• Pointcuts: Program constructs to designate joinpoints and collect specific context at those points
  • Advices: Code that runs upon meeting certain conditions. For example, an advice could log a message before executing a joinpoint

Pointcut and advice together specify weaving rules. Aspect, a class-like concept, puts pointcuts and advices together to form a crosscutting unit. The pointcuts specify execution points and the weaving rule's context, whereas the advices specify actions, operations, or decisions performed at those points. You can also look at joinpoints as a set of events in response to which you execute certain advices.

I explain joinpoints, pointcuts, and advices in more detail below.

AspectJ HelloWorld

To keep with the tradition of introducing a new programming language with a HelloWorld program, let's write one in AspectJ.

First, here's a simple class containing methods to print a message:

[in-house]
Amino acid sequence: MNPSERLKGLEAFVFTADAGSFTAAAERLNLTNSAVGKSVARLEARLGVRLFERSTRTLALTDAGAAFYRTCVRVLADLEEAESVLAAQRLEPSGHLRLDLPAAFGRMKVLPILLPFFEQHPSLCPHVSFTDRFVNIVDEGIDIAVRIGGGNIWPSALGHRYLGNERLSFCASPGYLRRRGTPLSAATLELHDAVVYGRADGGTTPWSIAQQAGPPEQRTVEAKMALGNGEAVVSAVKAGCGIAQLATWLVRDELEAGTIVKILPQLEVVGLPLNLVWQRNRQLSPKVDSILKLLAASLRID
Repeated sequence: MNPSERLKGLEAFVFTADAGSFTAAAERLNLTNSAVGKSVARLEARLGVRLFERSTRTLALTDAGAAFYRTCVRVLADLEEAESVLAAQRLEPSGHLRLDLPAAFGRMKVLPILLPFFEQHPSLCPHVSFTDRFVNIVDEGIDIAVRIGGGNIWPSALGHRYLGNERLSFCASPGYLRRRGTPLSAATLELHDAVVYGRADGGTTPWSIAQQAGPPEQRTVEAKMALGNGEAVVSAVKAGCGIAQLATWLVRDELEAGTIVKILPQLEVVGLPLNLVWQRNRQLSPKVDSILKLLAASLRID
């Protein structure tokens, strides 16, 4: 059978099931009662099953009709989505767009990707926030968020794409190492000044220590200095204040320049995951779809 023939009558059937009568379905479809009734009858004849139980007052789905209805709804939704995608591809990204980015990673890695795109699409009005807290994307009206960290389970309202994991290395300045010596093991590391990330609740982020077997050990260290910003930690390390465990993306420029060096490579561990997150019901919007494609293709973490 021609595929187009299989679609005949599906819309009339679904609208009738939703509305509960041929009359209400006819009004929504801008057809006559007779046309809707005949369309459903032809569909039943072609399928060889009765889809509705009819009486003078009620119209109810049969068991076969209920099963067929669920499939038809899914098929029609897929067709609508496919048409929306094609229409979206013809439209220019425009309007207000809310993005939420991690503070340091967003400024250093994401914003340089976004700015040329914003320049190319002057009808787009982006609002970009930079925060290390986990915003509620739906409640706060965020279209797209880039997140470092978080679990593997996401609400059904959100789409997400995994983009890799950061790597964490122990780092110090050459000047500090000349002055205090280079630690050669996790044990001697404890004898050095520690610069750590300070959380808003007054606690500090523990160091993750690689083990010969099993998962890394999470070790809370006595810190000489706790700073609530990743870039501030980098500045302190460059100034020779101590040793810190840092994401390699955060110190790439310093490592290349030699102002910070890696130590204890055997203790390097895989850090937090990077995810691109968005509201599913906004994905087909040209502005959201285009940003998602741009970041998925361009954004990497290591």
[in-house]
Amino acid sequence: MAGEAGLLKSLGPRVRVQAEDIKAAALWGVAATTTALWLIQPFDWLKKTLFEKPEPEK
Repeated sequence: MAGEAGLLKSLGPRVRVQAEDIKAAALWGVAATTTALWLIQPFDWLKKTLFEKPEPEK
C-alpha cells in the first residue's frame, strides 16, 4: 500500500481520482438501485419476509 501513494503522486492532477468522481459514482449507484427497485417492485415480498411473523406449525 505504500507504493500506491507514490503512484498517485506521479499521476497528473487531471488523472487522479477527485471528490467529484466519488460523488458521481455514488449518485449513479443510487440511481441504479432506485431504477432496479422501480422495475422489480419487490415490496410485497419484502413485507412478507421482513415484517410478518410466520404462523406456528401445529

// HelloWorld.java
public class HelloWorld {
    public static void say(String message) {
        System.out.println(message);
    }
    
    public static void sayToPerson(String message, String name) {
        System.out.println(name + ", " + message);
    }
}

Let's now write an implementation for adding greeting and gratitude manners. Before the program prints a message, it should print "Good day!"; and should follow the message with "Thank you!":

// MannersAspect.java
public aspect MannersAspect {
    pointcut callSayMessage() : call(public static void HelloWorld.say*(..));
    before() : callSayMessage() {
        System.out.println("Good day!");
    }
    after() : callSayMessage() {
        System.out.println("Thank you!");
    }
}

The MannersAspect.java file, in a process similar to class declaration in Java, declares a MannersAspect aspect. The aspect defines a callSayMessage() pointcut that captures calls to all public static methods with names that start with say. In our example, it would capture say() and sayToPerson() in a HelloWorld class taking any arguments. Then you define two advices for before and after reaching the callSayMessage() pointcut: printing "Good day!" and "Thank you!" When you compile the program with the AspectJ compiler, then run it, you'll see "Good day!" printed before each message, and "Thank you!" after each message. You now have excellent manners!